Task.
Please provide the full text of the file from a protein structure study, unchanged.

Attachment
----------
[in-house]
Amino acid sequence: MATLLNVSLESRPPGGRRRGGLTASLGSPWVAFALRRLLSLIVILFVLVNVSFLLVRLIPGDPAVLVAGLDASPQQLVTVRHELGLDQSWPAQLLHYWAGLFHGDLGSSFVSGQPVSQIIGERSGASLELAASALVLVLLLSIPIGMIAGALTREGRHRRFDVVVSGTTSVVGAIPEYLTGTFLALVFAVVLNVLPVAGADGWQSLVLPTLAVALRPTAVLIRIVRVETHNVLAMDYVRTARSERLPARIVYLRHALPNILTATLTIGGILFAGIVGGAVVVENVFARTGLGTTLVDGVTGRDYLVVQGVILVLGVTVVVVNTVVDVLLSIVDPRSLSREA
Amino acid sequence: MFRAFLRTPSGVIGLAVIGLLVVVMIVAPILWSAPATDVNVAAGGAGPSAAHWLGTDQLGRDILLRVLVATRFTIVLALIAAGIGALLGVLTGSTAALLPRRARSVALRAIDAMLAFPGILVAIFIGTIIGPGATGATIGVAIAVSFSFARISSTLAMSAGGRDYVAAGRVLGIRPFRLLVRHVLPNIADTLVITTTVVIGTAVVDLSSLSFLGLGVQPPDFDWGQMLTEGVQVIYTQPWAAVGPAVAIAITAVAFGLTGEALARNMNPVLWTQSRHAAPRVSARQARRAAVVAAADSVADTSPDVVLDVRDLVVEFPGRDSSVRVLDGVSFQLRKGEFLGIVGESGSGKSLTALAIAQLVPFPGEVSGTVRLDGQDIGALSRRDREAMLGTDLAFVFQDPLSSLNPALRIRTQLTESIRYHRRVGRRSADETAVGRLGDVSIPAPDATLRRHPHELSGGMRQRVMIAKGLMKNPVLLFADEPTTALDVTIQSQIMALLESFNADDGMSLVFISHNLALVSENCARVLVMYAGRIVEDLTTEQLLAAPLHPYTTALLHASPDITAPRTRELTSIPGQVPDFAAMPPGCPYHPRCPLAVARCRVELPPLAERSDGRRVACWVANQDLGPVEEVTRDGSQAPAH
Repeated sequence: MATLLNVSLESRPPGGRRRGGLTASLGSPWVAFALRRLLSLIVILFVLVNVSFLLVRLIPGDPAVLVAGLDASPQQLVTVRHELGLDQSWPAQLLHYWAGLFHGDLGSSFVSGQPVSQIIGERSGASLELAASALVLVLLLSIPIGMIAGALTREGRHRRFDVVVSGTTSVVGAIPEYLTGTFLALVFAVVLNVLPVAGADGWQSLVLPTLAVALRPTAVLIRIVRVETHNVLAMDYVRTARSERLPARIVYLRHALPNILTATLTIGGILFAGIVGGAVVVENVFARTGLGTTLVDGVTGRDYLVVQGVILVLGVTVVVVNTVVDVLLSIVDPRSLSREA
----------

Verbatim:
[in-house]
Amino acid sequence: MATLLNVSLESRPPGGRRRGGLTASLGSPWVAFALRRLLSLIVILFVLVNVSFLLVRLIPGDPAVLVAGLDASPQQLVTVRHELGLDQSWPAQLLHYWAGLFHGDLGSSFVSGQPVSQIIGERSGASLELAASALVLVLLLSIPIGMIAGALTREGRHRRFDVVVSGTTSVVGAIPEYLTGTFLALVFAVVLNVLPVAGADGWQSLVLPTLAVALRPTAVLIRIVRVETHNVLAMDYVRTARSERLPARIVYLRHALPNILTATLTIGGILFAGIVGGAVVVENVFARTGLGTTLVDGVTGRDYLVVQGVILVLGVTVVVVNTVVDVLLSIVDPRSLSREA
Amino acid sequence: MFRAFLRTPSGVIGLAVIGLLVVVMIVAPILWSAPATDVNVAAGGAGPSAAHWLGTDQLGRDILLRVLVATRFTIVLALIAAGIGALLGVLTGSTAALLPRRARSVALRAIDAMLAFPGILVAIFIGTIIGPGATGATIGVAIAVSFSFARISSTLAMSAGGRDYVAAGRVLGIRPFRLLVRHVLPNIADTLVITTTVVIGTAVVDLSSLSFLGLGVQPPDFDWGQMLTEGVQVIYTQPWAAVGPAVAIAITAVAFGLTGEALARNMNPVLWTQSRHAAPRVSARQARRAAVVAAADSVADTSPDVVLDVRDLVVEFPGRDSSVRVLDGVSFQLRKGEFLGIVGESGSGKSLTALAIAQLVPFPGEVSGTVRLDGQDIGALSRRDREAMLGTDLAFVFQDPLSSLNPALRIRTQLTESIRYHRRVGRRSADETAVGRLGDVSIPAPDATLRRHPHELSGGMRQRVMIAKGLMKNPVLLFADEPTTALDVTIQSQIMALLESFNADDGMSLVFISHNLALVSENCARVLVMYAGRIVEDLTTEQLLAAPLHPYTTALLHASPDITAPRTRELTSIPGQVPDFAAMPPGCPYHPRCPLAVARCRVELPPLAERSDGRRVACWVANQDLGPVEEVTRDGSQAPAH
Repeated sequence: MATLLNVSLESRPPGGRRRGGLTASLGSPWVAFALRRLLSLIVILFVLVNVSFLLVRLIPGDPAVLVAGLDASPQQLVTVRHELGLDQSWPAQLLHYWAGLFHGDLGSSFVSGQPVSQIIGERSGASLELAASALVLVLLLSIPIGMIAGALTREGRHRRFDVVVSGTTSVVGAIPEYLTGTFLALVFAVVLNVLPVAGADGWQSLVLPTLAVALRPTAVLIRIVRVETHNVLAMDYVRTARSERLPARIVYLRHALPNILTATLTIGGILFAGIVGGAVVVENVFARTGLGTTLVDGVTGRDYLVVQGVILVLGVTVVVVNTVVDVLLSIVDPRSLSREA